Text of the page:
Seattle 2035 is a yearlong, citywide conversation about change – where we’ve been, where we are now, and where we want to go over the next 20 years. By 2035, the city is expected to grow by 120,000 people and 115,000 jobs.
As part of this conversation, a Draft Environmental Impact Statement (DEIS) was released and includes outlines of four growth alternatives. Community members are encouraged to provide their thoughts for how Seattle should grow over the next 20 years. Click here and provide your input by June 18.
Three types of urban villages
The drafted plan builds on the current Urban Village model and creates 3 types of urban villages.
1. Urban Center: very dense villages with housing and a high number of regional jobs. The University District is considered an urban center and includes the U-Village area, which is the southern part of Ravenna-Bryant.
2. Hub Urban Village: dense villages with a balance of housing and jobs.
3. Residential Urban Village: the least dense urban village with housing and local jobs. Roosevelt is considered a residential urban village. On average, residential urban villages are designated and zoned with a balanced mix of commercial/mixed use (31 percent), multi-family residential (33 percent) and single family residential (33 percent) zones. As with hub urban villages, land use designations and zoning vary between individual residential urban villages.
Four alternatives for growth
The DEIS proposes four different ways that the city can grow. Each would affect Ravenna-Bryant differently.
Alternative 1: Continue current trend (no action)
Growth will generally follow current market trends. Residential growth will continue in the urban village neighborhoods that have experienced significant growth in the past 20 years, with a relatively low level of change in other urban villages. New jobs would occur primarily in Downtown and South Lake Union.
For Ravenna-Bryant, this plan would continue residential growth patterns that we are currently witnessing. This alternative would increase residential growth.
Alternative 2: Guide growth to urban centers
Urban centers, like the University District, will become magnets that more strongly attract new residents and jobs faster than over the last 20 years. This change may lead to a significant rise in the number of people walking or biking to work, and a corresponding decline in driving and car ownership. Alternative 2 represents a significantly more concentrated pattern of new growth in the urban centers compared to past trends.
Since the southern part of R-B around U-Village would be part of an urban center, this alternative may significantly increase development in that area. Growth could be particularly substantial considering the area’s proximity to the Husky Stadium light rail station, the Burke-Gilman Trail, two major employers (UW and Children’s) and easy-to-access shopping.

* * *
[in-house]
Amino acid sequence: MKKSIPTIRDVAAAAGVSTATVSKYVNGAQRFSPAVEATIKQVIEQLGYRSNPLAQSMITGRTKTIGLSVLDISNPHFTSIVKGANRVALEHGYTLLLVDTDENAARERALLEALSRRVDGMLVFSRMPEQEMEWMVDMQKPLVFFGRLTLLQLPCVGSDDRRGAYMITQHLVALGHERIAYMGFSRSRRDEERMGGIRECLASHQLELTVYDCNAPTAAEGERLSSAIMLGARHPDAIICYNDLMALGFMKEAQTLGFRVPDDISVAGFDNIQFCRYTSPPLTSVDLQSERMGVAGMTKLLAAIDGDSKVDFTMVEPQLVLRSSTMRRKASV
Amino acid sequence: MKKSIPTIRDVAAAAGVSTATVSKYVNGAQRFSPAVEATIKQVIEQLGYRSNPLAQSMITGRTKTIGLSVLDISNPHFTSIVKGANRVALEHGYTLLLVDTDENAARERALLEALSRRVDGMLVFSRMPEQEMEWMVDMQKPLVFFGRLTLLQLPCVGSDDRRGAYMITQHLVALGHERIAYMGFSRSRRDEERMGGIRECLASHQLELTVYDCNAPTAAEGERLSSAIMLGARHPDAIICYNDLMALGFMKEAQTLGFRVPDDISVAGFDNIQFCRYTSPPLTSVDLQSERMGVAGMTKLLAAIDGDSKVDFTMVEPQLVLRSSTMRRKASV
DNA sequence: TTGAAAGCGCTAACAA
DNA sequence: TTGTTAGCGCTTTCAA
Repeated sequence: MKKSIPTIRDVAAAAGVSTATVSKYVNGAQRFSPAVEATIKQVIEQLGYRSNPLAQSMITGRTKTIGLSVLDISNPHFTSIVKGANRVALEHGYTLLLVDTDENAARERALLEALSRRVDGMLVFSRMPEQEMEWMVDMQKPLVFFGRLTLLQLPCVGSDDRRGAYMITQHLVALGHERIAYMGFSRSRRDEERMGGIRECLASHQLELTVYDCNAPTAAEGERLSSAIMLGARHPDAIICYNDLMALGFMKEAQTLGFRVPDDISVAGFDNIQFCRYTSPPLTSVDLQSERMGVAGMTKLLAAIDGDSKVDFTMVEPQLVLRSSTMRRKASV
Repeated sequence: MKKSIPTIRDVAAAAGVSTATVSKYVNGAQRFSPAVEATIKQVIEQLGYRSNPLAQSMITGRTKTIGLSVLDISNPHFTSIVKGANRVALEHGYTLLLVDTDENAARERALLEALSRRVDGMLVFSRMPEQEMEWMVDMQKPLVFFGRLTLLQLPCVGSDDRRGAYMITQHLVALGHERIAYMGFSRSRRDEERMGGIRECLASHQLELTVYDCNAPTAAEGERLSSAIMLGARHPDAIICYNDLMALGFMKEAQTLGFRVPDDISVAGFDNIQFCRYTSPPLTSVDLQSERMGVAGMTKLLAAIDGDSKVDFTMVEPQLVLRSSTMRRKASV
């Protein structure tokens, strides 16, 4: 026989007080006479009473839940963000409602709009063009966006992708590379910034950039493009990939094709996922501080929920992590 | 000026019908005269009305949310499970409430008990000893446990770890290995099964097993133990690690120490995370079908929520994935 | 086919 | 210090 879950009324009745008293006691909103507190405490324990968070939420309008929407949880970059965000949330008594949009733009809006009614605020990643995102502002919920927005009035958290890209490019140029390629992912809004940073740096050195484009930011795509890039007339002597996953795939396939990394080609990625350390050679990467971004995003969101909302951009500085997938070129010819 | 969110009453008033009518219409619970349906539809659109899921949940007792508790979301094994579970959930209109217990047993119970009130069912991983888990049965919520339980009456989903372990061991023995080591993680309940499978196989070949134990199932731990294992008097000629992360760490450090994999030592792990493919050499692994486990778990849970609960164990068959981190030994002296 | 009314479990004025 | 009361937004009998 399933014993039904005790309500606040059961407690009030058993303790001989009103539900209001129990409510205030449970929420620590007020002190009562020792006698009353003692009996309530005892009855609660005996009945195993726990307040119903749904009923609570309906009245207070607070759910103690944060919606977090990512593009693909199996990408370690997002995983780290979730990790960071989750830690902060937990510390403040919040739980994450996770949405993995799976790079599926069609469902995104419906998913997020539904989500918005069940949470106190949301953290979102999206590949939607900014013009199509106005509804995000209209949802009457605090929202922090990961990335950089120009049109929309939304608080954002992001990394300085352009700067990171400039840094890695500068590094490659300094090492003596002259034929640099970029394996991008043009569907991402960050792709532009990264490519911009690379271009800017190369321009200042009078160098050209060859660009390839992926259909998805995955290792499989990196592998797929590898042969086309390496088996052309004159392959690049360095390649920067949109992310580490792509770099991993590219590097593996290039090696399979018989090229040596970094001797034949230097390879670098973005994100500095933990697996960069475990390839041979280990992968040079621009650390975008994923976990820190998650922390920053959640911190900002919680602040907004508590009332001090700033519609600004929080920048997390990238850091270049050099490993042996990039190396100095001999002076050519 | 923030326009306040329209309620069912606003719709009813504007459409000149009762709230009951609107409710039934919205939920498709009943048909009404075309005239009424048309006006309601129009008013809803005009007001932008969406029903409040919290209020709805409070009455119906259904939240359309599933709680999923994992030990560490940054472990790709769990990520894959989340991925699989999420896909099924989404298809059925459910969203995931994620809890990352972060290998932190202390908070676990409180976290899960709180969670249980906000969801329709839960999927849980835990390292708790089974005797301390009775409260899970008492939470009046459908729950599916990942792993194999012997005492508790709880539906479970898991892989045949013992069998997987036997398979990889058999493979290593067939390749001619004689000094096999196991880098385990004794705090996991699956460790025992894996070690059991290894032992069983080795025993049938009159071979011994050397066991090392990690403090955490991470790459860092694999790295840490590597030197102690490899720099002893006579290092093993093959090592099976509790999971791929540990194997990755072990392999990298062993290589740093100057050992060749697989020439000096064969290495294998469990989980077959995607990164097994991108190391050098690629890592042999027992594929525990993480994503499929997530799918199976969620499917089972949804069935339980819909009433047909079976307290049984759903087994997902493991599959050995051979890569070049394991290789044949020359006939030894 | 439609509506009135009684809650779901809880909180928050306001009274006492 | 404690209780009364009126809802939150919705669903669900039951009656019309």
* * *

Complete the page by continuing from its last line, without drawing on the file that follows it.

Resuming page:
Alternative 3: Guide growth to urban villages near light rail
This alternative puts an emphasis on growth in urban centers but also in urban villages near the light rail stations. It includes boundary adjustments to urban villages with light rail stations to encompass a 10-minute walk to the station.
Under alternative 3, the growth anticipated in urban centers would likely be a mix of mid-and high-rise development while growth in transit-oriented development nodes would likely be mid-rise. Areas of expanded urban villages would likely convert from existing lower intensity to higher intensity development. For example, if a light rail station is planned for an area currently zoned predominantly single-family, future land use actions would likely rezone the areas within a ¼ or ½ mile of the station to accommodate low-rise multifamily and possibly local-serving commercial uses.
Expansion of urban village boundaries could increase Roosevelt Urban Village to include Ravenna to about 22nd Ave NE (10 minute walk from Roosevelt Light Rail). Alternatives 3 and 4 project that housing would grow for 1500 people and jobs would increase by 1600 in the Roosevelt Urban Village. In areas outside of the urban villages, including the rest of Ravenna-Bryant, the overall development character and pattern would likely remain as currently exists. This means that residential growth would continue in most of R-B.
Alternative 4: Guide growth to urban villages near transit
Growth would take place in areas with the greatest number of transit-oriented places—served by either bus or rail. In addition to areas covered in alternative 3, more growth would also be concentrated in other urban villages that currently have very good bus service. Relatively more urban villages would be subject to increased growth and possible boundary changes.
Potential Impact on R-B:
• Expansion of urban village boundaries could expand the Roosevelt Urban Village to include Ravenna to about 22nd Ave NE, a 10 minute walk from Roosevelt Light Rail. See Alternative 3 above.
• The rest of Ravenna-Bryant would see a smaller share of residential growth than is currently occurring.